Dietitian, Dr Carrie Ruxton
The global pandemic has shone a light – as never before – on how each of us manages our health and immunity. While we don’t yet know enough about the Covid-19 virus and how it operates, there is growing evidence from researchers and medics that our own health and lifestyles create a particular risk profile, with type 2 diabetes, inflammation, obesity and poor immune function all putting us at greater risk of worse health outcomes if exposed to the virus.
Professor Tim Spector, of King’s College London, said recently: “Obesity and poor diet is emerging as one of the biggest risks factors for a severe response to Covid-19 infection that can no longer be ignored.” And Professor Philip Calder and colleagues writing in the journal, Nutrients, commented: “There is a need for additional strategies to support the immune system, in order to reduce the impact of respiratory and other infections.”
This e-news from the Health and Food Supplements Information Service (www.hsis.org) shines a spotlight on the latest news around immunity and asks: How can good nutrition optimise our immune health?
What is immunity?
Our immunity is unique to each person and involves both innate and adaptive immune systems that combine to fight off infections and foreign bodies. It isn’t like a simple dial that can be turned up or down but is a highly complex system involving the gut, skin, bone marrow, tonsils, spleen and mucous membranes.
Innate immunity is the ‘quick response’ baseline protection we have from birth that includes our skin, gut environment, and types of immune cells including phagocytes and natural killer cells. Adaptive immunity is slowly learnt in response to new bacteria or viruses and relies on the actions of T lymphocytes and B lymphocytes which target and destroy bacteria or virus-infected cells in our bodies. It is the adaptive system that generates an immune memory to enable our bodies to recognise specific viruses and bacteria the next time they attack.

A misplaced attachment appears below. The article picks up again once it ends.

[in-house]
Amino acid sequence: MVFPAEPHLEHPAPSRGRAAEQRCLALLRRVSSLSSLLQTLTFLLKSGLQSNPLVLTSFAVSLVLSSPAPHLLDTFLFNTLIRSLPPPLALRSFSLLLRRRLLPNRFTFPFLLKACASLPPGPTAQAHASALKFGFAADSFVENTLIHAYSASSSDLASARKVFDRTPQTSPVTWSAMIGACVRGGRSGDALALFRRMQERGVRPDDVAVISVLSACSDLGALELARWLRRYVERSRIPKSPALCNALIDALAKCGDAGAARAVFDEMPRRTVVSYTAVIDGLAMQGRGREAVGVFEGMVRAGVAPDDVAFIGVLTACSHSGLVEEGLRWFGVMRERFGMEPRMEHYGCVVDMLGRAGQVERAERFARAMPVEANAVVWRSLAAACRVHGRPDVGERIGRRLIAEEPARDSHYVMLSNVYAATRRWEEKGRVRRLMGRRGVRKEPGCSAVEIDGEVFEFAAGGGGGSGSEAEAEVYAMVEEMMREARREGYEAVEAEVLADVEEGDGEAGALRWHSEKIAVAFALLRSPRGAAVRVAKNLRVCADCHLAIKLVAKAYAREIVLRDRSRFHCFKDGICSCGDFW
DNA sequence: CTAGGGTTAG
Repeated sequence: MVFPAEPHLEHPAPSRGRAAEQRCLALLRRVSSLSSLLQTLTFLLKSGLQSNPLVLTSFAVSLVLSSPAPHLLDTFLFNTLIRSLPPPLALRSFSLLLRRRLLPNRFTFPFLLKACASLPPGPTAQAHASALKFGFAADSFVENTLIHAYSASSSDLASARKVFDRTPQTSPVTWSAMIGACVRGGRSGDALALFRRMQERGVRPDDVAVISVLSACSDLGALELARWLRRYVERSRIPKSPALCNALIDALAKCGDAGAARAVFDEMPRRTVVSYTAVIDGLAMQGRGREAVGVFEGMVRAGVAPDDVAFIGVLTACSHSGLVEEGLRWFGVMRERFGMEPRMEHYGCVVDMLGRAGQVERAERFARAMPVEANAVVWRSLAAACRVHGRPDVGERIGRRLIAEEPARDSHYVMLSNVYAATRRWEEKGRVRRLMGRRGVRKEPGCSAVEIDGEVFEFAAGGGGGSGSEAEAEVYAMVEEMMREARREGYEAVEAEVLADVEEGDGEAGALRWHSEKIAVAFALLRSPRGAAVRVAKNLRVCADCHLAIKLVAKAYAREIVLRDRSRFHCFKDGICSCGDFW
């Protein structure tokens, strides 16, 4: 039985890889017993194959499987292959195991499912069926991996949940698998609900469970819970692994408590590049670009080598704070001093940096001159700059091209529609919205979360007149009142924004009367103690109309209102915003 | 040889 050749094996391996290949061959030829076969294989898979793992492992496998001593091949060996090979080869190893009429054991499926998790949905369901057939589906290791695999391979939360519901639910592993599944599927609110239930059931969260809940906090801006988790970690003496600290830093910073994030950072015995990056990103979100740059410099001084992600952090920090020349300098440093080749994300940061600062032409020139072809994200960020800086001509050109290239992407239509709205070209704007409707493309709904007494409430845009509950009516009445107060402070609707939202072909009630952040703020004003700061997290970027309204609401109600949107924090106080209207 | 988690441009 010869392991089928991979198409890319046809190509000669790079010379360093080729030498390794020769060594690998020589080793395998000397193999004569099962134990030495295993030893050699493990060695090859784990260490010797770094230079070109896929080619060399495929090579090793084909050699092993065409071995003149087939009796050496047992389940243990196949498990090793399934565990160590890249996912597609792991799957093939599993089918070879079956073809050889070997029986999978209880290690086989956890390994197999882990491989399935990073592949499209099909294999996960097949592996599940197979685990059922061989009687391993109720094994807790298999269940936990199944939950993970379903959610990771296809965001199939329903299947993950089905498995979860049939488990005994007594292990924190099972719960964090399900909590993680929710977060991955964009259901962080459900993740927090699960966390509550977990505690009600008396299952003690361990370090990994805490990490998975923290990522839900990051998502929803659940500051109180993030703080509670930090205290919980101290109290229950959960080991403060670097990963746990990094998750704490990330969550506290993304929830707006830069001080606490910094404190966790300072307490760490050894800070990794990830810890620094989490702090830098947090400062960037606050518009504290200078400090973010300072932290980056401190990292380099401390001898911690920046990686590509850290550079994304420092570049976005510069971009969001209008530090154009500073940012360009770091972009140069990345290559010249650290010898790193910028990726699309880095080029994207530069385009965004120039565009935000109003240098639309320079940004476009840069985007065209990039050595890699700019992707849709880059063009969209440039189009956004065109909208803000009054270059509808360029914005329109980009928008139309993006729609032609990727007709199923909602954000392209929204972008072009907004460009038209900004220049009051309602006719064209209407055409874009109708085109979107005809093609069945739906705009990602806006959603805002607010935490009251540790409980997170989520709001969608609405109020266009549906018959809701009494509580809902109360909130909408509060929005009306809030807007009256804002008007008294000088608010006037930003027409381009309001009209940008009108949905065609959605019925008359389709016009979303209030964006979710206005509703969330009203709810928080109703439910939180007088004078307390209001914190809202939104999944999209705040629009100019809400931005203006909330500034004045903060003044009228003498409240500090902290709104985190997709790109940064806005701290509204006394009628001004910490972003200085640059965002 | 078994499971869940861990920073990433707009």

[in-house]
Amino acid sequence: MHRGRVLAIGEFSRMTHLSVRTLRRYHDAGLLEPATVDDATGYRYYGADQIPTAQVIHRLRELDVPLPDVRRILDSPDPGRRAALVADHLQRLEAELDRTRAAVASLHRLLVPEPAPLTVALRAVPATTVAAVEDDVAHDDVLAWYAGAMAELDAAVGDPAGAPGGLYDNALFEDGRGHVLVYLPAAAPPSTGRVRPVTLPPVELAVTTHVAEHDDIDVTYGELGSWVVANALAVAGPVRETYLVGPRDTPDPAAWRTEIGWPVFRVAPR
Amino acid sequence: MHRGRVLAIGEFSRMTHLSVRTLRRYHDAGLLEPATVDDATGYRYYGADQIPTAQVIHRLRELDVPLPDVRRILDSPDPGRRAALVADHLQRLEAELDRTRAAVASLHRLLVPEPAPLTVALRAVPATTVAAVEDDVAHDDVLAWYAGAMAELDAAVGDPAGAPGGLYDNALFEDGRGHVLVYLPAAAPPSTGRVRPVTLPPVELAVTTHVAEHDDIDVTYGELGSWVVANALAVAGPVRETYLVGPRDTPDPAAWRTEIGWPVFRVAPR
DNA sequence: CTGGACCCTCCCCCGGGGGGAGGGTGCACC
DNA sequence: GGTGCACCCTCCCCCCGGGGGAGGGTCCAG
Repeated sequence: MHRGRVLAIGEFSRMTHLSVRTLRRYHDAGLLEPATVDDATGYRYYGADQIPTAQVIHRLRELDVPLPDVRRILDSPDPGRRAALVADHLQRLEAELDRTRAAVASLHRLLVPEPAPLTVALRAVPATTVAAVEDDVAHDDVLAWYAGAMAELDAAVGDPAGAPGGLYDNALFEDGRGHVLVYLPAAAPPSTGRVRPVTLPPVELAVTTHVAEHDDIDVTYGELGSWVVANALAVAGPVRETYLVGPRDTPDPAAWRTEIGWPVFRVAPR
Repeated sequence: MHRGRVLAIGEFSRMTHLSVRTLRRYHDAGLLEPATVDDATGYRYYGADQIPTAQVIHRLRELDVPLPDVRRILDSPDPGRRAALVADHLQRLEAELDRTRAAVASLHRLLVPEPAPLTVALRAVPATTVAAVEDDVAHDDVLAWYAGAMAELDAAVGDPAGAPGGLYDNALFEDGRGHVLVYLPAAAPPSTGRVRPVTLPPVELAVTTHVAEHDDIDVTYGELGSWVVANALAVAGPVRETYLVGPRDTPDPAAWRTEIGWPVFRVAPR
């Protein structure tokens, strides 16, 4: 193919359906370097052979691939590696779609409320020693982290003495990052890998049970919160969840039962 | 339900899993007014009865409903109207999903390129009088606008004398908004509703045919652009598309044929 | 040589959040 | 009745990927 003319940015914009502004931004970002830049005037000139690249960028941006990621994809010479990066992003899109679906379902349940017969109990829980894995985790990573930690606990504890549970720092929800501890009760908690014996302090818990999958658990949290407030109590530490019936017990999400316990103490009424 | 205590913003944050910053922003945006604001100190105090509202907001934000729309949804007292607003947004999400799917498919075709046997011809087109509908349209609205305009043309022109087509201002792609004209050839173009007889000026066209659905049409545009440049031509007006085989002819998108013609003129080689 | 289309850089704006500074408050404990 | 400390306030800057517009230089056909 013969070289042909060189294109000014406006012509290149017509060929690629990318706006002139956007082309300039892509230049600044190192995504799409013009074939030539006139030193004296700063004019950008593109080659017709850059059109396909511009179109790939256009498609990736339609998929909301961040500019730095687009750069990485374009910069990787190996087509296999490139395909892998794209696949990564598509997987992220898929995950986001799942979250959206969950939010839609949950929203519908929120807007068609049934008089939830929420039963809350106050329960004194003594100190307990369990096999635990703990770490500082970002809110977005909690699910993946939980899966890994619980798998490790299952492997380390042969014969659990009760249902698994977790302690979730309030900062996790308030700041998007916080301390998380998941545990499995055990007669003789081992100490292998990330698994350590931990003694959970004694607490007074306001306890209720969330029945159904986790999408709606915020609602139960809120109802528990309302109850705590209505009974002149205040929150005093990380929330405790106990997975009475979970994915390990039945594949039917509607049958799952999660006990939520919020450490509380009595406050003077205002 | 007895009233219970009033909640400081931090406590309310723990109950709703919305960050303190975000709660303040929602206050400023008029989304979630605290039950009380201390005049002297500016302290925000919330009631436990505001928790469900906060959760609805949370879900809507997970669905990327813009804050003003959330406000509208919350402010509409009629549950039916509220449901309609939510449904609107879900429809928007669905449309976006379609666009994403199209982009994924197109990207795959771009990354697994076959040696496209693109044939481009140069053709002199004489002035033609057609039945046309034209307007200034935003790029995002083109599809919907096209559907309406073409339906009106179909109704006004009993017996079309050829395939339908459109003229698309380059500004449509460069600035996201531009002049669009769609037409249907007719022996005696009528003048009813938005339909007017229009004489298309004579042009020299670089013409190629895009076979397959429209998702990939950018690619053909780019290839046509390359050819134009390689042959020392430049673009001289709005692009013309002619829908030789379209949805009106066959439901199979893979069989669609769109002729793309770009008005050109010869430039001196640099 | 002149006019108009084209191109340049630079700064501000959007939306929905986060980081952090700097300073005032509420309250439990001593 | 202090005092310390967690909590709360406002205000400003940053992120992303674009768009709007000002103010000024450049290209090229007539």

Dr Carrie Ruxton, a dietitian at the Health and Food Supplements Information Service, says: “One issue with the popular concept of ‘boosting’ immunity is that we actually don’t want this to happen. Like many other body systems, such as blood glucose levels or brain oxygen levels, our immune response works across a tight optimal range. Too low and our sluggish system will not successfully attack and contain pathogens, but too high and we are at risk of developing so-called autoimmune conditions where the body’s overreactive immune response starts to attack normal healthy tissue. Examples of these conditions include type 1 diabetes, multiple sclerosis, rheumatoid arthritis and psoriasis.”
While we cannot ‘boost’ immunity, we can ensure that our own personal immunity is functioning optimally. Nutrition is a big part of this, with a healthy balanced diet working hand in hand with appropriate supplementation.
The Global Centre for Nutrition and Health highlights the role that micronutrients have in supporting aspects of immune function, saying: “Poor nutrition, due to either insufficient dietary intake of key nutrients or a poor overall diet quality, can compromise immune function and increase overall infection risk. Micronutrients, commonly known as vitamins and minerals, are required in small quantities but are critical for health and pivotal in strengthening the immune system.”
The key nutrients are:
Vitamin A – plays a role in the regulation of the innate immune response through natural killer cells, macrophages and neutrophils, as well as cell-mediated immunity through the growth and differentiation of B cells. Cell-mediated simply means an immune response that doesn’t involve an antigen. Food sources include dairy foods, broccoli, kale and eggs.
Vitamin C – influences the production of interferon, a protein made by immune cells which can inhibit virus replication, including the influenza A virus. Vitamin C also has anti-inflammatory and anti-oxidant effects which are important in limiting damage by free radicals released during rapid immune response. Studies show that vitamin C represses the viral lytic cycle (the stage at which a virus bursts out of the host cell to infect other cells). Food sources include citrus fruits and juices, peppers, berries and spinach.